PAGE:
The recognition of luck

 – The significance of luck in life –

 We need luck in life. At times we all think to do things right is enough. But in addition to even the best effort to make it through life we need luck. And luck is blind; it is rare that we ever really accept this part of truth. We never give up hoping to find a way to influence it, we tend to envy people who have luck because we unconsciously assume they knew a secret to attract it. But luck is blind, it strikes according to incomprehensible laws. The idea that it might not obey to any rules at all seems even more incomprehensible.

It all begins to make a little more sense once you give up taking luck so personally, once you give up taking Life personally. Luck is a biased interpretation of random, a subjective consideration of statistical data, a dry, cool, empty phenomenon. However, it gets its immense significance for all of us who fall into the trap to perceive our otherness, our separateness from the rest of the world as real.

I think there is only one aspect about luck that really matters and should concern us more than anything; and it is the very same one aspect that defines life in its entirety, that makes the difference between living and just surviving: we have to notice it. We have to notice luck when it occurs. And in order to notice anything one has to pay attention.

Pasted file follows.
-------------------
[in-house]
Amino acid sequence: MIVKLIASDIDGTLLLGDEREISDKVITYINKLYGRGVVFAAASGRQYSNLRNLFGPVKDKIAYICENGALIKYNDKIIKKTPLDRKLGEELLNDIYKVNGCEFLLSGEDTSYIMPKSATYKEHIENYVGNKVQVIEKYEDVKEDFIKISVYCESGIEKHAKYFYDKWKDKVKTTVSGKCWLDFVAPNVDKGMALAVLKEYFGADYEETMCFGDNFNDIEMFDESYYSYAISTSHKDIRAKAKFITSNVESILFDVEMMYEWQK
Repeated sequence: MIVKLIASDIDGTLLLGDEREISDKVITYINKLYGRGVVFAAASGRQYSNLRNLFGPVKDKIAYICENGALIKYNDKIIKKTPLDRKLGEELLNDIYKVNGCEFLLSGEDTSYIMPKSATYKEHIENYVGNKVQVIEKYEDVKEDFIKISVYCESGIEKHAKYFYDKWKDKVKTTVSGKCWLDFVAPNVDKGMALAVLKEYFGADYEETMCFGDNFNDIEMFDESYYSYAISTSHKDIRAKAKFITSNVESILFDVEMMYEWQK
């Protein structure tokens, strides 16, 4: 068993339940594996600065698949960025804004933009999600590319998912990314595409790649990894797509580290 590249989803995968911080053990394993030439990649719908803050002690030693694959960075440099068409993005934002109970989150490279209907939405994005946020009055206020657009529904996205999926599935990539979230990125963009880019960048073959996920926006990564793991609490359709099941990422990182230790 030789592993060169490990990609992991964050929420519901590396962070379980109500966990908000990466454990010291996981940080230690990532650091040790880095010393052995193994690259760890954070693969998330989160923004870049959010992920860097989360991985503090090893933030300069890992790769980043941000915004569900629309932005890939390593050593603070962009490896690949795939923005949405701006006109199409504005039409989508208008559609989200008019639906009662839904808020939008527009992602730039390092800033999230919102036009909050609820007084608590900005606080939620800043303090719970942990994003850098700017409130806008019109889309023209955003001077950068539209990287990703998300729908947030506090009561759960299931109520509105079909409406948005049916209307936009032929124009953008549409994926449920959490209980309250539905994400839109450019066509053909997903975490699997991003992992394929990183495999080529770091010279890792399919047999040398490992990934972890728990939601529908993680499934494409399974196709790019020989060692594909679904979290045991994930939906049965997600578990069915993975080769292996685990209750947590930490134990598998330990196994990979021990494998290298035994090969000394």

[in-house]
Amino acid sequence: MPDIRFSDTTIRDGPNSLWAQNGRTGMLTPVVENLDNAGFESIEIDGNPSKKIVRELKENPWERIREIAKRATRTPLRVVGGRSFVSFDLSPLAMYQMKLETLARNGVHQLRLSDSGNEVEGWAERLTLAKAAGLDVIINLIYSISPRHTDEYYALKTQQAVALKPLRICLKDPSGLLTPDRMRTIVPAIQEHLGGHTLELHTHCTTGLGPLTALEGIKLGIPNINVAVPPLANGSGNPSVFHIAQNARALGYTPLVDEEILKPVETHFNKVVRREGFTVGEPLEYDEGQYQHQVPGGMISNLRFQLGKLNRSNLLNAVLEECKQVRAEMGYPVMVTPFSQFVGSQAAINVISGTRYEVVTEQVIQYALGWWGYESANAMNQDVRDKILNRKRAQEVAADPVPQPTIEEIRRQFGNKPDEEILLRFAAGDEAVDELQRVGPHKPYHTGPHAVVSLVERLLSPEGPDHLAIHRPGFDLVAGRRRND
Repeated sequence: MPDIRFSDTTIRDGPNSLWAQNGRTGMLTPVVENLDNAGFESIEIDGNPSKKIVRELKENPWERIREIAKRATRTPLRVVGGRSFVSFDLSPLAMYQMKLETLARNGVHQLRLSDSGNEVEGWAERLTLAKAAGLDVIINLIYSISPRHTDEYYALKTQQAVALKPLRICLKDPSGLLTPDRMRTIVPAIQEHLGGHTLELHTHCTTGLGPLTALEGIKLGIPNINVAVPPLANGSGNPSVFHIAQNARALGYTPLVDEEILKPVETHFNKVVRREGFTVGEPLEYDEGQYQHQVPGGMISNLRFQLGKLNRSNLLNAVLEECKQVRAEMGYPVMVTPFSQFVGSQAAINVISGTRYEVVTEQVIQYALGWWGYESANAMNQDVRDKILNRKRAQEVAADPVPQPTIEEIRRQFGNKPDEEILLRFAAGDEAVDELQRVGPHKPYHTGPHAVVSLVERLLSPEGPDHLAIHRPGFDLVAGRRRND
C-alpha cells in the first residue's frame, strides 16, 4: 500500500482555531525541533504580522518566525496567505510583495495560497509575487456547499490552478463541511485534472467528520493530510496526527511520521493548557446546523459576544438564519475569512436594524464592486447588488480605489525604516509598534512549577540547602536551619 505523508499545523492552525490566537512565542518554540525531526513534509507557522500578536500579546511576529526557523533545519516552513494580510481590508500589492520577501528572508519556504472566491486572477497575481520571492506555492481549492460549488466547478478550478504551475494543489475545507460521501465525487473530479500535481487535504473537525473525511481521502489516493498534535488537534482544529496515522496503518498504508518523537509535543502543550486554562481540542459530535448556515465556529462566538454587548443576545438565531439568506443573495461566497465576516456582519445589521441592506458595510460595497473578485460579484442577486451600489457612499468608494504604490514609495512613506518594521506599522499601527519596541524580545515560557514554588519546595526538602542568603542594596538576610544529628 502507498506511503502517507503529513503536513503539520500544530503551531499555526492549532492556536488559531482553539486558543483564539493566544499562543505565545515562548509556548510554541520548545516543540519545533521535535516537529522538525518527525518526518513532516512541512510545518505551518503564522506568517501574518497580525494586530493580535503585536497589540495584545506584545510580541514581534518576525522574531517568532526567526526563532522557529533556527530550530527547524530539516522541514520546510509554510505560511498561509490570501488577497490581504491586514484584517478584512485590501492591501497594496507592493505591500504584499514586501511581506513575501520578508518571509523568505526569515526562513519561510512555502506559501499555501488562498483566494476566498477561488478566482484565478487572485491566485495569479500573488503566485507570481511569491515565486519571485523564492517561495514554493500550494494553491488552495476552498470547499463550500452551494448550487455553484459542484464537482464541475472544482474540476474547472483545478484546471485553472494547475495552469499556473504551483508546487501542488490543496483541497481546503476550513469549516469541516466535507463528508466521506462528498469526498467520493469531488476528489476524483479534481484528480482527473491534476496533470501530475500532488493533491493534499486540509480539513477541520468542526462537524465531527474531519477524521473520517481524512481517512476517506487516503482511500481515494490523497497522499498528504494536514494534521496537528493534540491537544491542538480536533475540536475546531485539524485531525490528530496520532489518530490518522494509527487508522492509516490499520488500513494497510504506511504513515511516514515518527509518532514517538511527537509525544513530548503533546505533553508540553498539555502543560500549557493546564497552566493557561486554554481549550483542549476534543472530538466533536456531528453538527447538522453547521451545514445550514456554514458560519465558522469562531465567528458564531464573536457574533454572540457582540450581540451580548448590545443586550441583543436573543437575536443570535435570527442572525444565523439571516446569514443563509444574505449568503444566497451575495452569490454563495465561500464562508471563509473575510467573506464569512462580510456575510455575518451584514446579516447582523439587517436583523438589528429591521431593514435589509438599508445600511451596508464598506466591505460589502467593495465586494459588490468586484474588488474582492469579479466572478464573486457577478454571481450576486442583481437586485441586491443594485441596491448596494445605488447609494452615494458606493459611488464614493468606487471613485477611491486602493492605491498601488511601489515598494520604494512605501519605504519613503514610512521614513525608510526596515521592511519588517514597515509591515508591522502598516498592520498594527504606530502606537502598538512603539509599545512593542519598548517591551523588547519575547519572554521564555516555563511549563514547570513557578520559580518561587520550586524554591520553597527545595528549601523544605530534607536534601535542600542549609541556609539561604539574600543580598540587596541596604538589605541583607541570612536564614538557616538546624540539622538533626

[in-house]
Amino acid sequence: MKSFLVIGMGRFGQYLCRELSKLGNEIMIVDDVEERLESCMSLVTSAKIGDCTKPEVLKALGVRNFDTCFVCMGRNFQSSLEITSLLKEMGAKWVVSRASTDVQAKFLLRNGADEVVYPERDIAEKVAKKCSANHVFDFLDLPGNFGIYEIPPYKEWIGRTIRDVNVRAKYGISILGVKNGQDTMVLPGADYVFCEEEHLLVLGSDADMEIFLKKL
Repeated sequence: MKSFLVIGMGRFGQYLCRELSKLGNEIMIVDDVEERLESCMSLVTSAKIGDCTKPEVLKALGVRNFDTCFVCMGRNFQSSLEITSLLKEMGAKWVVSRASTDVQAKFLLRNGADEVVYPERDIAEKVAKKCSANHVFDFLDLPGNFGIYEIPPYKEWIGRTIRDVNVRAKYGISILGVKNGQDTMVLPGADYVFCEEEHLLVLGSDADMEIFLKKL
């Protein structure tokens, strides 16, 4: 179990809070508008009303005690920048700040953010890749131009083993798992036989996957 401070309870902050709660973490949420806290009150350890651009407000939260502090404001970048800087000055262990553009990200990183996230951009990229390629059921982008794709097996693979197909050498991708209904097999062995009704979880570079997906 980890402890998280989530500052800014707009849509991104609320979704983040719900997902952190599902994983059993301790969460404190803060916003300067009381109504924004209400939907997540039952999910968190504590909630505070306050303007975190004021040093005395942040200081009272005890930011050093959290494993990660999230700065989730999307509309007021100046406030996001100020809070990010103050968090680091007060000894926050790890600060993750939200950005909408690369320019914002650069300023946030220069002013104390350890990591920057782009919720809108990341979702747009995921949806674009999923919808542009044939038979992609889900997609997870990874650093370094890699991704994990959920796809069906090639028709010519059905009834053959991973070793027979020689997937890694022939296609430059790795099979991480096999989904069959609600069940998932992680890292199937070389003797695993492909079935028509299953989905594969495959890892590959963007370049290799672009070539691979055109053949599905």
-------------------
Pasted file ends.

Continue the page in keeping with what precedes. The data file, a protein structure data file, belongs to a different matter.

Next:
On these last marvelous summer evenings we like to sit on the cliffs with a glass of wine and mark our acknowledgement, the recognition of our luck far beyond reason, we celebrate our awareness. We are still here – it’s not for ever – we haven’t run out of luck yet. A big chunk of the cliff broke away recently and fell down into the ocean, we lucky idiots were not there when it happened. We see the gaping hole and raise our glasses. We clearly have no say about these things, but we can notice them, and we waste our one precious life when we don’t.

                                                                      Klaus  September 14  2008

This entry was posted in 2008, more recent, Stories, Summers and tagged , . Bookmark the permalink.

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